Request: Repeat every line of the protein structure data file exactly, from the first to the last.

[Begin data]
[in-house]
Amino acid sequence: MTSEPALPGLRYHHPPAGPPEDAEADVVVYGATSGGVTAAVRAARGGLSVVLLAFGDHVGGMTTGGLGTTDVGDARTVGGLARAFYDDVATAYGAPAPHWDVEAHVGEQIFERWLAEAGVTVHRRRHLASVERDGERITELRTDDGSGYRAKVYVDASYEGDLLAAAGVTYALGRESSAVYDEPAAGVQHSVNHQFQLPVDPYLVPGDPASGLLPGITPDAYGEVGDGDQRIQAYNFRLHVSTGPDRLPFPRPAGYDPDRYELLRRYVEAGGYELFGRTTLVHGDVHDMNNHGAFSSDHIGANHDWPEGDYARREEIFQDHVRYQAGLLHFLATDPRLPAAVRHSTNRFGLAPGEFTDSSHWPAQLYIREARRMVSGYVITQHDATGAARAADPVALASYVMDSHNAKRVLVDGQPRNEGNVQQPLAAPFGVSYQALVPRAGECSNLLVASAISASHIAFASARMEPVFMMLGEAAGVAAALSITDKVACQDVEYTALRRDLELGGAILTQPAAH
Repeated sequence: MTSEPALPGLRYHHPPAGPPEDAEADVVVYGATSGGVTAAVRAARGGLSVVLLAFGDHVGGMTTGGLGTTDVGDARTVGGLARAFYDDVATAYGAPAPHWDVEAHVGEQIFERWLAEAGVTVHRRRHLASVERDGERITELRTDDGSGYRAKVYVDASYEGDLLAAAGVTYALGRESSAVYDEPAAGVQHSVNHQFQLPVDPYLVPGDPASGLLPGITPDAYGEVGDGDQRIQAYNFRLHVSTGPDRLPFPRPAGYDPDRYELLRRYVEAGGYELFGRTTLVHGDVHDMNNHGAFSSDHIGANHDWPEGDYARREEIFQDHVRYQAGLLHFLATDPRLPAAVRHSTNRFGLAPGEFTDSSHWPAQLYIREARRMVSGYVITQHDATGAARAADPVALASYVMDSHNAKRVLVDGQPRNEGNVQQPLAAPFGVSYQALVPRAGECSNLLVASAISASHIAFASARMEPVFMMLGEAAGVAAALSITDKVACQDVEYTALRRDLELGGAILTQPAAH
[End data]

[in-house]
Amino acid sequence: MTSEPALPGLRYHHPPAGPPEDAEADVVVYGATSGGVTAAVRAARGGLSVVLLAFGDHVGGMTTGGLGTTDVGDARTVGGLARAFYDDVATAYGAPAPHWDVEAHVGEQIFERWLAEAGVTVHRRRHLASVERDGERITELRTDDGSGYRAKVYVDASYEGDLLAAAGVTYALGRESSAVYDEPAAGVQHSVNHQFQLPVDPYLVPGDPASGLLPGITPDAYGEVGDGDQRIQAYNFRLHVSTGPDRLPFPRPAGYDPDRYELLRRYVEAGGYELFGRTTLVHGDVHDMNNHGAFSSDHIGANHDWPEGDYARREEIFQDHVRYQAGLLHFLATDPRLPAAVRHSTNRFGLAPGEFTDSSHWPAQLYIREARRMVSGYVITQHDATGAARAADPVALASYVMDSHNAKRVLVDGQPRNEGNVQQPLAAPFGVSYQALVPRAGECSNLLVASAISASHIAFASARMEPVFMMLGEAAGVAAALSITDKVACQDVEYTALRRDLELGGAILTQPAAH
Repeated sequence: MTSEPALPGLRYHHPPAGPPEDAEADVVVYGATSGGVTAAVRAARGGLSVVLLAFGDHVGGMTTGGLGTTDVGDARTVGGLARAFYDDVATAYGAPAPHWDVEAHVGEQIFERWLAEAGVTVHRRRHLASVERDGERITELRTDDGSGYRAKVYVDASYEGDLLAAAGVTYALGRESSAVYDEPAAGVQHSVNHQFQLPVDPYLVPGDPASGLLPGITPDAYGEVGDGDQRIQAYNFRLHVSTGPDRLPFPRPAGYDPDRYELLRRYVEAGGYELFGRTTLVHGDVHDMNNHGAFSSDHIGANHDWPEGDYARREEIFQDHVRYQAGLLHFLATDPRLPAAVRHSTNRFGLAPGEFTDSSHWPAQLYIREARRMVSGYVITQHDATGAARAADPVALASYVMDSHNAKRVLVDGQPRNEGNVQQPLAAPFGVSYQALVPRAGECSNLLVASAISASHIAFASARMEPVFMMLGEAAGVAAALSITDKVACQDVEYTALRRDLELGGAILTQPAAH